Life, Labor, and Value. Recreating Affective Food Ecologies Through Interspecies Cooperation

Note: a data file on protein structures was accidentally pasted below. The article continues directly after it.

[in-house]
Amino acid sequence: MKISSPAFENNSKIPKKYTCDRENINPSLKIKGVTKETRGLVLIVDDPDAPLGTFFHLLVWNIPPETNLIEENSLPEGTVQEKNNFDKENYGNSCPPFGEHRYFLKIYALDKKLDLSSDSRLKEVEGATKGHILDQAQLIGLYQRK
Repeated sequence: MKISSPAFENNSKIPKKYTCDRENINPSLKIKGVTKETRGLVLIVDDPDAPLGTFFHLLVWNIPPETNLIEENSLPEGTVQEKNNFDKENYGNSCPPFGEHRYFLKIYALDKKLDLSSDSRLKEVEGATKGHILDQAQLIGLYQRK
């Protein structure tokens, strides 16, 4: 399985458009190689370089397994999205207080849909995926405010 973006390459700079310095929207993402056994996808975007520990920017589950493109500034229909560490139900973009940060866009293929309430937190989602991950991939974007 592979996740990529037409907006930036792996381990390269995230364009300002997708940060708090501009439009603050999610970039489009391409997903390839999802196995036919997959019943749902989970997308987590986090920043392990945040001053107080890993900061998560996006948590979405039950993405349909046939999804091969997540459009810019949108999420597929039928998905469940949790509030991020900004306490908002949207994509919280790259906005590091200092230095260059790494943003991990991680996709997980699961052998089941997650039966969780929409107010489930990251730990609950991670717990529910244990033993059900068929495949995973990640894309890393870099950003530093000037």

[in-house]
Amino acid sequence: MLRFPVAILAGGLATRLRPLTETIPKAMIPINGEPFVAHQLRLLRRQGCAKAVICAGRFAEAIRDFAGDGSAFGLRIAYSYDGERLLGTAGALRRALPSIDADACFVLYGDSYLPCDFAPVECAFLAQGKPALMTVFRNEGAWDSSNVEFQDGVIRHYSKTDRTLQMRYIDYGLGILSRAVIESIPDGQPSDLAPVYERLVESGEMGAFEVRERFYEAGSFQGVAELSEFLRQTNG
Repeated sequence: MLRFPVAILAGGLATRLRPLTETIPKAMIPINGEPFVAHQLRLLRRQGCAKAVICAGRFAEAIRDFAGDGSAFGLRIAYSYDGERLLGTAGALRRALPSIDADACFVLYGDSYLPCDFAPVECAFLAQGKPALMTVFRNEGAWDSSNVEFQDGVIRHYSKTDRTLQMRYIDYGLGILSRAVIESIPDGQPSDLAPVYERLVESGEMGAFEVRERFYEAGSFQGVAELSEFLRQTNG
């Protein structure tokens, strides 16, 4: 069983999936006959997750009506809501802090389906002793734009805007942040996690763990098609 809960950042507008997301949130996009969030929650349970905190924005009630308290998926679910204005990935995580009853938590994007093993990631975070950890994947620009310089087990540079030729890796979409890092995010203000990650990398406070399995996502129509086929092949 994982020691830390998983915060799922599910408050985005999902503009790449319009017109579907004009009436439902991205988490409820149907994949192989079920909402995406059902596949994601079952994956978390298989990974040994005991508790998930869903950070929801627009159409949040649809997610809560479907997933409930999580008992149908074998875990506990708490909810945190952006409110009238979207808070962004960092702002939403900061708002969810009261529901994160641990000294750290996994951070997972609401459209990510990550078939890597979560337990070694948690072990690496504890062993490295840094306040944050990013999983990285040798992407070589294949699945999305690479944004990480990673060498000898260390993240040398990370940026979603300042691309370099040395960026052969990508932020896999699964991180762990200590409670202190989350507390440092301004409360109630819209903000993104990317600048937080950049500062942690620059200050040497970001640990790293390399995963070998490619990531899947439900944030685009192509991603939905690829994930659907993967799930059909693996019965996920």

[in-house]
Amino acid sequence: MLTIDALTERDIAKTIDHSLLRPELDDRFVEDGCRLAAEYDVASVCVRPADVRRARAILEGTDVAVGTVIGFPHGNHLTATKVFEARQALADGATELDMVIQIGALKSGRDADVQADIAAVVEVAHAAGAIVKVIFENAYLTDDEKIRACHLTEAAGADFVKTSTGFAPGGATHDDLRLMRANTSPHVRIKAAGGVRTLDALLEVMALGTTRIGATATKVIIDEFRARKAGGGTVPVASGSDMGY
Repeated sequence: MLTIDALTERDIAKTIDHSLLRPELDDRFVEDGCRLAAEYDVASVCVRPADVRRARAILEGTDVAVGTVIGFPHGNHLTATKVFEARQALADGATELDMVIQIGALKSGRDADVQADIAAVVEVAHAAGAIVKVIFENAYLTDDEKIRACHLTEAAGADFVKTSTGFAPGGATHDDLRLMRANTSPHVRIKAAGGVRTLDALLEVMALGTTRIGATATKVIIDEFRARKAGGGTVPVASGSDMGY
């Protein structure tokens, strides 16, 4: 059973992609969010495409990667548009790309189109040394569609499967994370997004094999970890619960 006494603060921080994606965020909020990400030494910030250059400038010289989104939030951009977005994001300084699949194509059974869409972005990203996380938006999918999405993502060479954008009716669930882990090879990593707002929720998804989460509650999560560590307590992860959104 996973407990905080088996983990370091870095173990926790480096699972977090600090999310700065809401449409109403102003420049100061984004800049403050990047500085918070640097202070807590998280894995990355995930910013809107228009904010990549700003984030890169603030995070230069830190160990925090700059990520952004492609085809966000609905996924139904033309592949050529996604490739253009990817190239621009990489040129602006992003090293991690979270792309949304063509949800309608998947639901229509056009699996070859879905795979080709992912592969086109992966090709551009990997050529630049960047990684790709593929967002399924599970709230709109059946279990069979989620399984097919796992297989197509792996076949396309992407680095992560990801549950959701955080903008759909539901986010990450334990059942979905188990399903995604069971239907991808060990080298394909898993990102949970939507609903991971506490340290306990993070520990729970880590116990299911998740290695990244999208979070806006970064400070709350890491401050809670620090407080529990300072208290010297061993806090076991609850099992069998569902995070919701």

As our most complex and intimate relationship with wider environments, food and agriculture provide important opportunities for exploring affective ecologies. Here I re-visit some of the ways that Modern constructs of humans as radically different from environments and of value as a function of exchange work to produce agricultural systems that are ever less affective and more problematic. In an effort to construct value in a way more applicable to the whole of our biosphere, and not only to humans, I take up an explicitly non-Modern Heraclitean perspective which conceives of all life as essentially relational. I then extend Marx’s anthropocentric work to argue that all life labors to organize stocks and flows in environments which it finds useful and thus valuable. As co-adaptation illustrates, often produces value by finding usefulness in the by-products of other lives. Thus, we may understand ecological relationships as guided by the creation of abundance rather than the imposition of scarcity. From the Marxist tradition I then enlist the concepts of cooperation, which produces value synergistically, and exploitation which destroys the ability to create value, to suggest a basis for the evaluation of socio-natural trajectories, for creating more and less affective food ecologies.